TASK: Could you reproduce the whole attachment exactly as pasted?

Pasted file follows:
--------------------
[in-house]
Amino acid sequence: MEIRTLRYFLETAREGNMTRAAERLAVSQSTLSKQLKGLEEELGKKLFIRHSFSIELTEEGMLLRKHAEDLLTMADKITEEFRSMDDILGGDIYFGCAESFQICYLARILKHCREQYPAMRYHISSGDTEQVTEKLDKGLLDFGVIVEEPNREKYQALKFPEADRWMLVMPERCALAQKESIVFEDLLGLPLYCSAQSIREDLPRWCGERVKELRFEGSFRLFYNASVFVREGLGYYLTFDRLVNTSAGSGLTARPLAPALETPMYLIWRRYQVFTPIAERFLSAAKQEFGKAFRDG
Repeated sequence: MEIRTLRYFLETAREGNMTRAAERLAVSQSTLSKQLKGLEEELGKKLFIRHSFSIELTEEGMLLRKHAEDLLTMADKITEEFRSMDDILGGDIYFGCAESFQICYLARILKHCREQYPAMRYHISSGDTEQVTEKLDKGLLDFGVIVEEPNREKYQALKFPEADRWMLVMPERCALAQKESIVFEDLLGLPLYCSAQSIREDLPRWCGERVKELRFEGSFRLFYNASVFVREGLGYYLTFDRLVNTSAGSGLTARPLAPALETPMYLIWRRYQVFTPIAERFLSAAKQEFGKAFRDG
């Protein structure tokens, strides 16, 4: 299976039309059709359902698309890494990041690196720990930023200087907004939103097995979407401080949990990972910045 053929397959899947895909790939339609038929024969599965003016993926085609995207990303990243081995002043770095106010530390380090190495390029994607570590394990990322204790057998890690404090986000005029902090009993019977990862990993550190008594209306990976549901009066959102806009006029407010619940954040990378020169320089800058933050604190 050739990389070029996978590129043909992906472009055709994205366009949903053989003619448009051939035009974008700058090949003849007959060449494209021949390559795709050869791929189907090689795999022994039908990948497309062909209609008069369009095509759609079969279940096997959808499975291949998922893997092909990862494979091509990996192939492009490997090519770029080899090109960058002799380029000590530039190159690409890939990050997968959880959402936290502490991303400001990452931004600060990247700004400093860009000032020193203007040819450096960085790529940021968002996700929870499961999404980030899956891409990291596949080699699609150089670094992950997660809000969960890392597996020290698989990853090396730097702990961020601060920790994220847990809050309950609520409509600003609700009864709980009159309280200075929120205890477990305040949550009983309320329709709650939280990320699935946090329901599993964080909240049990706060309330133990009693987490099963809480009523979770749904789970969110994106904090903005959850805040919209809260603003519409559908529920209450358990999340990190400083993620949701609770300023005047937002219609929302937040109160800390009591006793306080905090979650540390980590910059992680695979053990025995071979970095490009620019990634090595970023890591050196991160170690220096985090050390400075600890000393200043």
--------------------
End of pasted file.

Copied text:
[in-house]
Amino acid sequence: MEIRTLRYFLETAREGNMTRAAERLAVSQSTLSKQLKGLEEELGKKLFIRHSFSIELTEEGMLLRKHAEDLLTMADKITEEFRSMDDILGGDIYFGCAESFQICYLARILKHCREQYPAMRYHISSGDTEQVTEKLDKGLLDFGVIVEEPNREKYQALKFPEADRWMLVMPERCALAQKESIVFEDLLGLPLYCSAQSIREDLPRWCGERVKELRFEGSFRLFYNASVFVREGLGYYLTFDRLVNTSAGSGLTARPLAPALETPMYLIWRRYQVFTPIAERFLSAAKQEFGKAFRDG
Repeated sequence: MEIRTLRYFLETAREGNMTRAAERLAVSQSTLSKQLKGLEEELGKKLFIRHSFSIELTEEGMLLRKHAEDLLTMADKITEEFRSMDDILGGDIYFGCAESFQICYLARILKHCREQYPAMRYHISSGDTEQVTEKLDKGLLDFGVIVEEPNREKYQALKFPEADRWMLVMPERCALAQKESIVFEDLLGLPLYCSAQSIREDLPRWCGERVKELRFEGSFRLFYNASVFVREGLGYYLTFDRLVNTSAGSGLTARPLAPALETPMYLIWRRYQVFTPIAERFLSAAKQEFGKAFRDG
């Protein structure tokens, strides 16, 4: 299976039309059709359902698309890494990041690196720990930023200087907004939103097995979407401080949990990972910045 053929397959899947895909790939339609038929024969599965003016993926085609995207990303990243081995002043770095106010530390380090190495390029994607570590394990990322204790057998890690404090986000005029902090009993019977990862990993550190008594209306990976549901009066959102806009006029407010619940954040990378020169320089800058933050604190 050739990389070029996978590129043909992906472009055709994205366009949903053989003619448009051939035009974008700058090949003849007959060449494209021949390559795709050869791929189907090689795999022994039908990948497309062909209609008069369009095509759609079969279940096997959808499975291949998922893997092909990862494979091509990996192939492009490997090519770029080899090109960058002799380029000590530039190159690409890939990050997968959880959402936290502490991303400001990452931004600060990247700004400093860009000032020193203007040819450096960085790529940021968002996700929870499961999404980030899956891409990291596949080699699609150089670094992950997660809000969960890392597996020290698989990853090396730097702990961020601060920790994220847990809050309950609520409509600003609700009864709980009159309280200075929120205890477990305040949550009983309320329709709650939280990320699935946090329901599993964080909240049990706060309330133990009693987490099963809480009523979770749904789970969110994106904090903005959850805040919209809260603003519409559908529920209450358990999340990190400083993620949701609770300023005047937002219609929302937040109160800390009591006793306080905090979650540390980590910059992680695979053990025995071979970095490009620019990634090595970023890591050196991160170690220096985090050390400075600890000393200043």